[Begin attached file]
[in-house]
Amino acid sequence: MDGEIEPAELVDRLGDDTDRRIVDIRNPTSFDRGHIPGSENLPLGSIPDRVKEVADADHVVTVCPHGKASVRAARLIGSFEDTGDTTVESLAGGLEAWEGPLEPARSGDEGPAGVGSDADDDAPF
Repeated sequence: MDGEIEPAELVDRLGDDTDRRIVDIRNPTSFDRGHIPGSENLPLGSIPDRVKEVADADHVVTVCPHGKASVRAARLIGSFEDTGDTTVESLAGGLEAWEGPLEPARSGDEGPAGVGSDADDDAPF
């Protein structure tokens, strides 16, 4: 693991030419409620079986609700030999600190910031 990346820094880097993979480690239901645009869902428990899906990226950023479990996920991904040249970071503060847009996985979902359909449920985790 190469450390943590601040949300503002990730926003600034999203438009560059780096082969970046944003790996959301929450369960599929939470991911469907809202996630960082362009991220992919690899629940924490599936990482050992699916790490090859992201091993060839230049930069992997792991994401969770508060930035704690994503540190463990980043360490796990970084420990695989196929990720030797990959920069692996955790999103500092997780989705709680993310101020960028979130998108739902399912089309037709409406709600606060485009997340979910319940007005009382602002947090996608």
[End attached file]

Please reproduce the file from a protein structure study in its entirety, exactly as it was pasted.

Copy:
[in-house]
Amino acid sequence: MDGEIEPAELVDRLGDDTDRRIVDIRNPTSFDRGHIPGSENLPLGSIPDRVKEVADADHVVTVCPHGKASVRAARLIGSFEDTGDTTVESLAGGLEAWEGPLEPARSGDEGPAGVGSDADDDAPF
Repeated sequence: MDGEIEPAELVDRLGDDTDRRIVDIRNPTSFDRGHIPGSENLPLGSIPDRVKEVADADHVVTVCPHGKASVRAARLIGSFEDTGDTTVESLAGGLEAWEGPLEPARSGDEGPAGVGSDADDDAPF
């Protein structure tokens, strides 16, 4: 693991030419409620079986609700030999600190910031 990346820094880097993979480690239901645009869902428990899906990226950023479990996920991904040249970071503060847009996985979902359909449920985790 190469450390943590601040949300503002990730926003600034999203438009560059780096082969970046944003790996959301929450369960599929939470991911469907809202996630960082362009991220992919690899629940924490599936990482050992699916790490090859992201091993060839230049930069992997792991994401969770508060930035704690994503540190463990980043360490796990970084420990695989196929990720030797990959920069692996955790999103500092997780989705709680993310101020960028979130998108739902399912089309037709409406709600606060485009997340979910319940007005009382602002947090996608």